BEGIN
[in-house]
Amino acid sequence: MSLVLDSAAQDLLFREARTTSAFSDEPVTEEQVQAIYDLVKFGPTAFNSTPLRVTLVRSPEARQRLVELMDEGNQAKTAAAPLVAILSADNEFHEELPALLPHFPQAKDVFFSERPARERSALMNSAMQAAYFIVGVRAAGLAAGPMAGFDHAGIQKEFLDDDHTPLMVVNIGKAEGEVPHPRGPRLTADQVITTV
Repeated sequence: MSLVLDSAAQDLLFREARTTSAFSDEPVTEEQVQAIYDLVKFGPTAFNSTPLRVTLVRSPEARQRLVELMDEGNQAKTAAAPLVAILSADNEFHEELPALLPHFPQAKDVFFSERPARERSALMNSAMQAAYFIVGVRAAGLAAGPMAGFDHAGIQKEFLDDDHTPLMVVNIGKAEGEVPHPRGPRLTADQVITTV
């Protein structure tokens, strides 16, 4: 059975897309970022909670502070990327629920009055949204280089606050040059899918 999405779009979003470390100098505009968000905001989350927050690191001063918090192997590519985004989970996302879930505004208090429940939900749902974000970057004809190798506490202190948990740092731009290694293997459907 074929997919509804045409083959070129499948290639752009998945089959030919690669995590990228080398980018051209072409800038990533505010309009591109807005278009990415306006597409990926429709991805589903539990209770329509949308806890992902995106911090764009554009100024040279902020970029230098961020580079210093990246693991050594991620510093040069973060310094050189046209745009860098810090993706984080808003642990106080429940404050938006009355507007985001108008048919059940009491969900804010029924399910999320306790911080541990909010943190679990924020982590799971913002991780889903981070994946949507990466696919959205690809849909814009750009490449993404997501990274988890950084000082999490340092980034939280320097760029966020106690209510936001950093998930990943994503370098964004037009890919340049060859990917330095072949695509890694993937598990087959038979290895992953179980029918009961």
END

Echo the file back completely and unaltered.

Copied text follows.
[in-house]
Amino acid sequence: MSLVLDSAAQDLLFREARTTSAFSDEPVTEEQVQAIYDLVKFGPTAFNSTPLRVTLVRSPEARQRLVELMDEGNQAKTAAAPLVAILSADNEFHEELPALLPHFPQAKDVFFSERPARERSALMNSAMQAAYFIVGVRAAGLAAGPMAGFDHAGIQKEFLDDDHTPLMVVNIGKAEGEVPHPRGPRLTADQVITTV
Repeated sequence: MSLVLDSAAQDLLFREARTTSAFSDEPVTEEQVQAIYDLVKFGPTAFNSTPLRVTLVRSPEARQRLVELMDEGNQAKTAAAPLVAILSADNEFHEELPALLPHFPQAKDVFFSERPARERSALMNSAMQAAYFIVGVRAAGLAAGPMAGFDHAGIQKEFLDDDHTPLMVVNIGKAEGEVPHPRGPRLTADQVITTV
């Protein structure tokens, strides 16, 4: 059975897309970022909670502070990327629920009055949204280089606050040059899918 999405779009979003470390100098505009968000905001989350927050690191001063918090192997590519985004989970996302879930505004208090429940939900749902974000970057004809190798506490202190948990740092731009290694293997459907 074929997919509804045409083959070129499948290639752009998945089959030919690669995590990228080398980018051209072409800038990533505010309009591109807005278009990415306006597409990926429709991805589903539990209770329509949308806890992902995106911090764009554009100024040279902020970029230098961020580079210093990246693991050594991620510093040069973060310094050189046209745009860098810090993706984080808003642990106080429940404050938006009355507007985001108008048919059940009491969900804010029924399910999320306790911080541990909010943190679990924020982590799971913002991780889903981070994946949507990466696919959205690809849909814009750009490449993404997501990274988890950084000082999490340092980034939280320097760029966020106690209510936001950093998930990943994503370098964004037009890919340049060859990917330095072949695509890694993937598990087959038979290895992953179980029918009961």